7.62 X 39 AK-47


Production off the 7.62×39 cartridge in South Africa started in 1987, but testing started in 1986 with ballistic studies by PMP on captured ammunition from either Mozambique or Angola. The 7.62×39 cartridge was never used in any form by the South African military, except in instances where special forces units used captured weapons but even so the practice was frowned upon by the military. Initial development of the 7.62×39 was done to provide reliable ammunition to anti Communist forces operating in Southern Africa, most notably the forces of Jonas Savimbi in Angola who were fighting the MPLA, as well as the Cubans and Russian advisers. At that stage the situation was that many of the ammunition available was booby trapped ammo supplied by the Cubans and included Chinese manufactured ammunition as well.

Despite various requests by a number of collector organizations over the years, we are still refused any access to the Denel archives resulting on a lot of information lacking on various subjects, none more so than on the 7.62×39 project.

The following is a document (V/762/012/86) that was prepared by PMP during the testing of 7.62×39 ammunition for pressure purposes with the goal of manufacturing the ammunition locally. The original document was prepared in Afrikaans and this is a translation of the document.


7,62 x 39 BALL REFERENCE AMMUNITION (“IMPORTED”) LOT 661/83 SHOT FROM 86/12/01 TO 86/12/05


Bullet Lot           : Unknown
Case Lot             : Headstamp 661/83
Primer Lot         : Unknown
Propellant Lot   : Unknown


                                                                   DAY 1      DAY 2       DAY 3         DAY 4         DAY 5

Temperature in firing chamber               25°C       25°C        25°C         25°C         25°C
Relative humidity                                      60%         60%         60%          55%           55%
*Barometric Pressure (mBar)                  869,2       870,2        870,1        873,9        873,9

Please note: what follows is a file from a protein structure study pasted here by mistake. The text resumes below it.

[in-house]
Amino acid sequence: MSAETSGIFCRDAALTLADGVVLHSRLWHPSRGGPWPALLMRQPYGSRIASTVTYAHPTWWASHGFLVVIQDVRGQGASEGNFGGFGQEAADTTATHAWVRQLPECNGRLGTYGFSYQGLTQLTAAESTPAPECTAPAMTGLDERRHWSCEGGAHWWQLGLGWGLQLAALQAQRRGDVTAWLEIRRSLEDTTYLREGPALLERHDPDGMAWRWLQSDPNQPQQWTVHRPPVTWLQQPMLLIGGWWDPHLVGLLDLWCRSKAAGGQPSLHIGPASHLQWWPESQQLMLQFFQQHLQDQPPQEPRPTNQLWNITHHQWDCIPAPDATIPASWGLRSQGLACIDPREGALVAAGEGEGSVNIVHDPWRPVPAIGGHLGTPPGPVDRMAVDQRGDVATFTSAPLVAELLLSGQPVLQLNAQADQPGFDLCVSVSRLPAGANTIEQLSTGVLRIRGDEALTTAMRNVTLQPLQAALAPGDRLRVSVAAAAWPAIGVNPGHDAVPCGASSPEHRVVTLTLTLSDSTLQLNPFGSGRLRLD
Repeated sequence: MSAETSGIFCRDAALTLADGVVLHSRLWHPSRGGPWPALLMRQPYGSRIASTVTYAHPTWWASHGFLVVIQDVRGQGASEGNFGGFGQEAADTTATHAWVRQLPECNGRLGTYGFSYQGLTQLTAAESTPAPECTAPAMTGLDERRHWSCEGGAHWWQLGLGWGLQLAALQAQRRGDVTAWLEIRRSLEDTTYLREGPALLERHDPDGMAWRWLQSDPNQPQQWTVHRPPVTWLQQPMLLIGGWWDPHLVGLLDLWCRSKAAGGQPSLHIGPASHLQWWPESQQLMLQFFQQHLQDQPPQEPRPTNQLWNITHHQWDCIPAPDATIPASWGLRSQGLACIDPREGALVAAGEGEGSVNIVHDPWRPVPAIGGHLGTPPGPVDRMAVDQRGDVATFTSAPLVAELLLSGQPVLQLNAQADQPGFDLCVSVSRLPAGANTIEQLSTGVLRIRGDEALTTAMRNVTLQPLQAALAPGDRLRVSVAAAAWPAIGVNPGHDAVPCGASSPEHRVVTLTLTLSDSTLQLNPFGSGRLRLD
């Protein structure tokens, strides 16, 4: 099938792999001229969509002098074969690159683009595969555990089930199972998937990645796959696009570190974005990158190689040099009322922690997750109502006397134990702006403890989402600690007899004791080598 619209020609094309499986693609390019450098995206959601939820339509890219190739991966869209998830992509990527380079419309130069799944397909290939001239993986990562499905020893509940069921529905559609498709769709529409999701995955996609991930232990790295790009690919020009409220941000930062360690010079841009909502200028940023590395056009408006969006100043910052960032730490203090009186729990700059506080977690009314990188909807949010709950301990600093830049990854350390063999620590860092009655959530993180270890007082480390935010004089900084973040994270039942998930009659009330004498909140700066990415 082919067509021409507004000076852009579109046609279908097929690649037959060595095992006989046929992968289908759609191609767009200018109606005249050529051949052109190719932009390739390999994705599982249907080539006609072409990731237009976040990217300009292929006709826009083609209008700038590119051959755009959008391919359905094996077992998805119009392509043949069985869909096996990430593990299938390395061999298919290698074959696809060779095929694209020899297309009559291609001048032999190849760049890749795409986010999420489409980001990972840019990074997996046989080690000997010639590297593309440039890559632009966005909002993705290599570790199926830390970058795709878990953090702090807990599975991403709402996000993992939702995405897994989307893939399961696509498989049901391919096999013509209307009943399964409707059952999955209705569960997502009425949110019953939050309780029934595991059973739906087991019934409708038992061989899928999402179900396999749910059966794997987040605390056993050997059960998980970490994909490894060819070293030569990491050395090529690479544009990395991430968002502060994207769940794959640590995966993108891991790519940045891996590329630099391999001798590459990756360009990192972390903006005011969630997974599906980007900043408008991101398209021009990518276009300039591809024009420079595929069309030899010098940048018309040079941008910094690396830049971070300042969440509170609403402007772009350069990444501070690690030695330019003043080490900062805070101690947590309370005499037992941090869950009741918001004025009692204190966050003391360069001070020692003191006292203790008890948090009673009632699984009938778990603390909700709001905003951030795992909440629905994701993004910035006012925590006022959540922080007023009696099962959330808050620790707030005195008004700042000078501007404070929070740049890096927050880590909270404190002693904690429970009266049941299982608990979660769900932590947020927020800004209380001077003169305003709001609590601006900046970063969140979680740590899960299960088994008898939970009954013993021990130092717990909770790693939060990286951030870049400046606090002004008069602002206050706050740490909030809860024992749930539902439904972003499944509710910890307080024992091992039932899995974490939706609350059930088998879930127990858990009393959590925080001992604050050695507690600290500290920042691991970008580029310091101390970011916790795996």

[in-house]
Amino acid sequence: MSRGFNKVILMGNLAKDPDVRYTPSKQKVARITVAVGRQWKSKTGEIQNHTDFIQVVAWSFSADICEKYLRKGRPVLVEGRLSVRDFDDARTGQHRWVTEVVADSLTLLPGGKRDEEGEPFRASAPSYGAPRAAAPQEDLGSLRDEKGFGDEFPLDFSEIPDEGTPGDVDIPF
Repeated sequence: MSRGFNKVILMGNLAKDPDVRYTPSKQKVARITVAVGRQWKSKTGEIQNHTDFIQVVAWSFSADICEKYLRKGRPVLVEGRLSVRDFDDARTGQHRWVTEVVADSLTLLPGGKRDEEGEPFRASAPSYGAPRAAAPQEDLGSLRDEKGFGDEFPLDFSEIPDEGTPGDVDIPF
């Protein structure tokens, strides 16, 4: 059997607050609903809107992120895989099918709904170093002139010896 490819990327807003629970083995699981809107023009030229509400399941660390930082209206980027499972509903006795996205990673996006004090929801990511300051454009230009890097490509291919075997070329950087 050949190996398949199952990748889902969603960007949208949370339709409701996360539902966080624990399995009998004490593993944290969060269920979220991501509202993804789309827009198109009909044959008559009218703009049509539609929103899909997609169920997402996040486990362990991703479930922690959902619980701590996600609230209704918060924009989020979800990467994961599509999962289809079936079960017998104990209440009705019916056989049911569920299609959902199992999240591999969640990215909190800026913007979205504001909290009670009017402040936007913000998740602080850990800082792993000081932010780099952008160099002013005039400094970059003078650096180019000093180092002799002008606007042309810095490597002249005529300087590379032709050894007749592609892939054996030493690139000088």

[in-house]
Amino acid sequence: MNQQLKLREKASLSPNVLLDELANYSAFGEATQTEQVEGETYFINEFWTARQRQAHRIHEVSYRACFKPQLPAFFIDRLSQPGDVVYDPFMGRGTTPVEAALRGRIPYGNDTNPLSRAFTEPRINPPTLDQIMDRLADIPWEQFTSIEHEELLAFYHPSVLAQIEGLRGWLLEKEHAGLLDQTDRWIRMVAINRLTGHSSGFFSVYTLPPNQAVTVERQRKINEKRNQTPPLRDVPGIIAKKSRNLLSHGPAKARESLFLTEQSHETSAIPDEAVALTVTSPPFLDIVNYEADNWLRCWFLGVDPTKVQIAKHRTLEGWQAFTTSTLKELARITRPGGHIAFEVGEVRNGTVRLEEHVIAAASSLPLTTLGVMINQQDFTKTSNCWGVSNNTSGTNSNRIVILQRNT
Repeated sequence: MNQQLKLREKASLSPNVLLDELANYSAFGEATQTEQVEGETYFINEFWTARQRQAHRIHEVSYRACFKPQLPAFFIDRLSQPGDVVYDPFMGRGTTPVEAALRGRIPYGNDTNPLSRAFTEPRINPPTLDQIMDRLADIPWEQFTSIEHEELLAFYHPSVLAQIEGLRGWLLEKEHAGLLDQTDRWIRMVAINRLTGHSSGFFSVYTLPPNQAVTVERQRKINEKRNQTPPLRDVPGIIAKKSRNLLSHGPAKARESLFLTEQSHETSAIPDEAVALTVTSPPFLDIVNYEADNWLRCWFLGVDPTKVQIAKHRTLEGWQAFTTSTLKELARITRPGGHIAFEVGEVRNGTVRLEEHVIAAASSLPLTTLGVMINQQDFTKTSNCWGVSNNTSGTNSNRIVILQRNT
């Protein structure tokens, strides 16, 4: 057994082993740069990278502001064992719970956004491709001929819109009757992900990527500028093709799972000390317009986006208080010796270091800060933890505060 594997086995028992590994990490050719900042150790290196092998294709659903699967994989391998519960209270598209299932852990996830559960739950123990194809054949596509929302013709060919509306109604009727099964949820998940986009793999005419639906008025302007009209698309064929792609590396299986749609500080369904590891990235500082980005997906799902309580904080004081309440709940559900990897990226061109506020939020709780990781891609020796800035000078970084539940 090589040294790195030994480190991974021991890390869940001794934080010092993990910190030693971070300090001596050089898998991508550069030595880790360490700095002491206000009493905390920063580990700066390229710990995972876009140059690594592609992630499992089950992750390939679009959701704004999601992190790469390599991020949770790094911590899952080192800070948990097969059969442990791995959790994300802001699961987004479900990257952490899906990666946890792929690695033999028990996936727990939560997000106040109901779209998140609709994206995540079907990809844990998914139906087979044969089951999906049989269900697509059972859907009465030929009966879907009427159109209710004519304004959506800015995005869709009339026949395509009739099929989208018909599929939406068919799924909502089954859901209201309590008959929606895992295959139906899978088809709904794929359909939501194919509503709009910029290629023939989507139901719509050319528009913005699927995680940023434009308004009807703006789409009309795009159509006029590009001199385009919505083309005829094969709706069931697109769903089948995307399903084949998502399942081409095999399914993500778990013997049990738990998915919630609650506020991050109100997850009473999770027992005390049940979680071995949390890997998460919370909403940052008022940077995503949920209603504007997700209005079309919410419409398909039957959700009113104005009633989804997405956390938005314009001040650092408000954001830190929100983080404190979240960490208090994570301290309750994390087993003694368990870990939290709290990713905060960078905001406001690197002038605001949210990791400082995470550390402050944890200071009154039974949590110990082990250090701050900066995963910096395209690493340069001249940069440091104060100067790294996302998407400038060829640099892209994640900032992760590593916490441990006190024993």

Time of testing                                           15h00     07h00      08h00       07h00        07h00

*Data received from the SA Weather Bureau


3.1 Barrels

AVL                               321             New/Average              530                      655
AVL                               671               “Old”                 ———Unknown———–
AVL                      75110150             New                           ±100               ±1400

3.2 Pressure testing

Pressure testing was done on the case with 3 x 5 copper radials (in AVL-type M10/3 pressure converter)
Pressure and velocity readings were taken separately

Copper Lot number used: 010986

3.3 Device for measuring velocity

Velocity determined by optical light meter
Velocity determined over 2m and 5m.


20 rounds per day were shot at PMP in barrels 321 and 671 and 20 rounds were shot per day at Somchem in barrel 75110150. All rounds were pre-conditioned at +21°C, where 10 round were fired for velocity test and 10 rounds for measuring pressure.


5.1 Individual results graphically illustrated in Annexure A1 and A2

– Annexure A1  : Velocity
– Annexure A2  : Pressure

5.2 Annexures B1 to B6 shows the x̄ and R- charts over 5 days

– Annexure B1 to B4  : Velocity at 2m and 5m
– Annexure B4 to B6  : Pressure with the aid of 3×5 radial coppers (through the case)


6.1 Velocity

A marked difference can be observed between velocities achieved at PMP and Somchem. The Somchem barrel (no. 75110150) reacted in the same way as the “newest” barrel. There is however a big variation in the average velocity and a zeroing value would therefore not be meaningful at this stage according to these statistics. (Seen Annexures A1; B1; B2 and B3)

6.2 Pressure

6.2.1 Pressure is definitely not realistic. The Somchem values are more constant than those from PMP. A zeroing value can therefore not be meaningfully determined. (See Annexures A2; B4; B5 and B6.)

6.2.2 Problems were experienced with the sealant around the pressure holes of the steel cases of the “imported” ammunition. This seems to be the biggest contributing factor of these unacceptable pressure test results. A double layer of isolating tape was used at Somchem to minimize gas leakage, hence better and more constant results (see Annexure A2). Even in this instance there still occurred “out of control” pressures (see Annexure B6).